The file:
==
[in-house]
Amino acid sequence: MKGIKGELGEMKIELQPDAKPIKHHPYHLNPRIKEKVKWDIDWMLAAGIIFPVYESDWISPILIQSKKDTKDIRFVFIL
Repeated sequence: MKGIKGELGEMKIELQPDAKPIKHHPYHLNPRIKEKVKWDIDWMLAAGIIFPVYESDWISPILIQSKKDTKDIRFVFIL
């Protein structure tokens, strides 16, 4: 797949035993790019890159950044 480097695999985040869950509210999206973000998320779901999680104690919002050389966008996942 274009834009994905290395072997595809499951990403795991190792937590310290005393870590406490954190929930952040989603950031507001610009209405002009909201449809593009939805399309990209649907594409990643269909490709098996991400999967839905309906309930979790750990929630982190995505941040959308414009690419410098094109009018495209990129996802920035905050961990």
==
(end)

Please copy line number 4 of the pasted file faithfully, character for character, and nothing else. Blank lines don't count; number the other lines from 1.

């Protein structure tokens, strides 16, 4: 797949035993790019890159950044 480097695999985040869950509210999206973000998320779901999680104690919002050389966008996942 274009834009994905290395072997595809499951990403795991190792937590310290005393870590406490954190929930952040989603950031507001610009209405002009909201449809593009939805399309990209649907594409990643269909490709098996991400999967839905309906309930979790750990929630982190995505941040959308414009690419410098094109009018495209990129996802920035905050961990």